FAQ
Change 97b8514db41b broke the windows-386-ec2 build:
http://build.golang.org/log/146a2a7d9b24441dc14602a1293918191d4e75f1

runtime, runtime/cgo: track memory allocated by non-Go code

Otherwise a poorly timed GC can collect the memory before it
is returned to the Go program.

R=golang-dev, dave, dvyukov, minux.ma
CC=golang-dev
http://codereview.appspot.com/6819119

http://code.google.com/p/go/source/detail?r=97b8514db41b

$ tail -200 < log
crypto/sha512
database/sql/driver
database/sql
debug/gosym
encoding/ascii85
encoding/base32
encoding/csv
exp/ebnf
exp/ebnflint
exp/types
exp/gotype
exp/html/atom
exp/html
exp/norm
exp/locale/collate
hash/fnv
exp/locale/collate/build
exp/locale/collate/tools/colcmp
exp/utf8string
exp/winfsnotify
hash/crc64
image/color
image
image/draw
image/gif
image/jpeg
image/png
log/syslog
math/cmplx
net/http/cgi
net/http/fcgi
net/http/httptest
net/http/httputil
net/mail
net/rpc
net/rpc/jsonrpc
net/smtp
old/netchan
os/signal
os/user
runtime/cgo
testing
testing/iotest
testing/quick


# Testing packages.
ok cmd/api 0.235s
? cmd/cgo [no test files]
ok cmd/fix 3.654s
ok cmd/go 0.236s
? cmd/godoc [no test files]
ok cmd/gofmt 0.262s
? cmd/vet [no test files]
? cmd/yacc [no test files]
ok archive/tar 0.125s
ok archive/zip 0.256s
ok bufio 0.154s
ok bytes 0.350s
ok compress/bzip2 0.325s
ok compress/flate 1.860s
ok compress/gzip 0.091s
ok compress/lzw 0.369s
ok compress/zlib 3.678s
ok container/heap 0.138s
ok container/list 0.075s
ok container/ring 0.129s
? crypto [no test files]
ok crypto/aes 0.110s
ok crypto/cipher 0.131s
ok crypto/des 0.242s
ok crypto/dsa 0.159s
ok crypto/ecdsa 0.251s
ok crypto/elliptic 0.149s
ok crypto/hmac 0.128s
ok crypto/md5 0.078s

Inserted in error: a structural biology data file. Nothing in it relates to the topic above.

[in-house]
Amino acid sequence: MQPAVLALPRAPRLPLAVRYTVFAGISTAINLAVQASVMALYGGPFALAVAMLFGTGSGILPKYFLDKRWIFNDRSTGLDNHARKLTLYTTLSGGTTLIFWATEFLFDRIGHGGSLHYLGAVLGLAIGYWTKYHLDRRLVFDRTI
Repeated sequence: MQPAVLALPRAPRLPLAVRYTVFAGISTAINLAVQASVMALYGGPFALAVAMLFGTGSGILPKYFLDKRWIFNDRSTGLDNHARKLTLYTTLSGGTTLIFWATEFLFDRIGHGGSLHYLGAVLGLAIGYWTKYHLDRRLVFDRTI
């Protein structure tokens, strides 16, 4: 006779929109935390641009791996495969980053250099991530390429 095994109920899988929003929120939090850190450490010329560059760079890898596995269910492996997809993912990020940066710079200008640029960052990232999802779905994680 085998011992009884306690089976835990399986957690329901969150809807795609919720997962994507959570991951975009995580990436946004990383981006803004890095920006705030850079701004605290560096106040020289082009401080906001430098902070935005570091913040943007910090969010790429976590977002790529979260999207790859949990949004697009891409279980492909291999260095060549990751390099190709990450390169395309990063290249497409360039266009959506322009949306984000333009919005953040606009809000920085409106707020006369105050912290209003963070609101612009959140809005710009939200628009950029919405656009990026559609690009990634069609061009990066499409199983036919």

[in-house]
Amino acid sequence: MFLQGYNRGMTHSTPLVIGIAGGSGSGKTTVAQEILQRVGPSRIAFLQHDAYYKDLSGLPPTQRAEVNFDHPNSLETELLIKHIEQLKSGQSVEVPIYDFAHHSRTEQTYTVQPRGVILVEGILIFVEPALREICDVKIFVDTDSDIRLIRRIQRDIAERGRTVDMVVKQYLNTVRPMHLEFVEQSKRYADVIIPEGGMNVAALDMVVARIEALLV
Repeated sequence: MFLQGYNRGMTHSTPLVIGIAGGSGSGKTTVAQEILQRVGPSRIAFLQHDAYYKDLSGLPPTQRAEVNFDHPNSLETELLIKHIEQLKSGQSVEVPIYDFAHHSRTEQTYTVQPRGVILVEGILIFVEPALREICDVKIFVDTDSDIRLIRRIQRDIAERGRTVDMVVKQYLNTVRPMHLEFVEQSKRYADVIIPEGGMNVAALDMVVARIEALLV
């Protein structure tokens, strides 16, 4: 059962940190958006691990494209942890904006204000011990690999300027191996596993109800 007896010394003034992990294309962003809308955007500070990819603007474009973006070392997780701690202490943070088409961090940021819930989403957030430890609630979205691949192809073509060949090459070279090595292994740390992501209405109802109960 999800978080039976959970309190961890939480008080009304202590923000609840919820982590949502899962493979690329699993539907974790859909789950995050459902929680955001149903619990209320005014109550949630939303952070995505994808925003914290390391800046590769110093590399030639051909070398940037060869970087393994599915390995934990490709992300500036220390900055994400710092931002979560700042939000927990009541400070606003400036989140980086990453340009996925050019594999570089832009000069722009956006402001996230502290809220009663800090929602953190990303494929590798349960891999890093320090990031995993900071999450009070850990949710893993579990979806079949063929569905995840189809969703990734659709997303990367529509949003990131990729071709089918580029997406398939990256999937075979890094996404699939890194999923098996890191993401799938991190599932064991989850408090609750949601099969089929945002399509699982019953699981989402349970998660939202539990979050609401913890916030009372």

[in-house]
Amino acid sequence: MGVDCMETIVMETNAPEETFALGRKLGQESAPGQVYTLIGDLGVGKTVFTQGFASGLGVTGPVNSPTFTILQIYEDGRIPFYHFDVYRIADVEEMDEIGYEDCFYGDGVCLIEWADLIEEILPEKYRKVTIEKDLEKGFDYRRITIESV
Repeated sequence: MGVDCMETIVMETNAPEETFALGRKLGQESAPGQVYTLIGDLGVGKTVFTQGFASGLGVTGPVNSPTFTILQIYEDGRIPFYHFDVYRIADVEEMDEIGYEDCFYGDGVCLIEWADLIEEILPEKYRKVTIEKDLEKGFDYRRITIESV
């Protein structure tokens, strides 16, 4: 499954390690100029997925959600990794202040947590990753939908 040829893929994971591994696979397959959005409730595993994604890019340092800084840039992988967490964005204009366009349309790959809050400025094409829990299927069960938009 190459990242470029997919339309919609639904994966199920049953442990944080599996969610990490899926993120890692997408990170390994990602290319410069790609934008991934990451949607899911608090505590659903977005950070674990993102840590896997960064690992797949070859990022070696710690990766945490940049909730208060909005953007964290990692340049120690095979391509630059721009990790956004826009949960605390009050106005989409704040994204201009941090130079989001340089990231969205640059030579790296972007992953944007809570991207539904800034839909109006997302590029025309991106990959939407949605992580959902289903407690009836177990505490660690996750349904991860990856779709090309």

ok crypto/rand 0.215s
ok crypto/rc4 0.028s
ok crypto/rsa 0.594s
ok crypto/sha1 0.147s
ok crypto/sha256 0.080s
ok crypto/sha512 0.135s
ok crypto/subtle 0.098s
ok crypto/tls 0.750s
ok crypto/x509 2.924s
? crypto/x509/pkix [no test files]
ok database/sql 0.110s
ok database/sql/driver 0.164s
ok debug/dwarf 0.033s
ok debug/elf 0.149s
ok debug/gosym 0.127s
ok debug/macho 0.114s
ok debug/pe 0.101s
ok encoding/ascii85 0.128s
ok encoding/asn1 0.104s
ok encoding/base32 0.195s
ok encoding/base64 0.150s
ok encoding/binary 0.097s
ok encoding/csv 0.175s
ok encoding/gob 0.171s
ok encoding/hex 0.131s
ok encoding/json 0.207s
ok encoding/pem 0.083s
ok encoding/xml 0.158s
ok errors 0.135s
ok exp/ebnf 0.077s
ok exp/ebnflint 0.138s
ok exp/gotype 2.215s
ok exp/html 0.440s
ok exp/html/atom 0.085s
ok exp/locale/collate 0.213s
ok exp/locale/collate/build 0.115s
? exp/locale/collate/tools/colcmp [no test files]
ok exp/norm 2.282s
ok exp/types 0.282s
ok exp/utf8string 0.120s
ok exp/winfsnotify 0.218s
ok expvar 0.057s
ok flag 0.098s
ok fmt 0.239s
ok go/ast 0.167s
ok go/build 0.659s
ok go/doc 0.225s
ok go/parser 0.176s
ok go/printer 0.953s
ok go/scanner 0.114s
ok go/token 0.113s
? hash [no test files]
ok hash/adler32 0.144s
ok hash/crc32 0.131s
ok hash/crc64 0.171s
ok hash/fnv 0.100s
ok html 0.194s
ok html/template 0.198s
ok image 0.407s
ok image/color 0.145s
ok image/draw 0.206s
? image/gif [no test files]
ok image/jpeg 0.543s
ok image/png 0.240s
ok index/suffixarray 0.149s
ok io 0.096s
ok io/ioutil 0.125s
ok log 0.079s
? log/syslog [no test files]
ok math 0.129s
ok math/big 0.879s
ok math/cmplx 0.087s
ok math/rand 0.165s
ok mime 0.184s
ok mime/multipart 0.442s
ok net 1.397s
--- FAIL: TestRequestLimit (1.02 seconds)
serve_test.go:1043: Do: Get http://127.0.0.1:55581: WSARecv tcp
127.0.0.1:55582: An established connection was aborted by the software in
your host machine.
FAIL
FAIL net/http 7.649s
ok net/http/cgi 0.263s
ok net/http/fcgi 0.195s
ok net/http/httptest 0.206s
ok net/http/httputil 0.199s
? net/http/pprof [no test files]
ok net/mail 0.199s
ok net/rpc 0.208s
ok net/rpc/jsonrpc 0.226s
ok net/smtp 0.159s
ok net/textproto 0.183s
ok net/url 0.129s
ok old/netchan 0.106s
ok os 0.298s
ok os/exec 0.542s
ok os/signal 2.237s
ok os/user 11.440s
ok path 0.145s
ok path/filepath 0.656s
ok reflect 0.119s
ok regexp 0.308s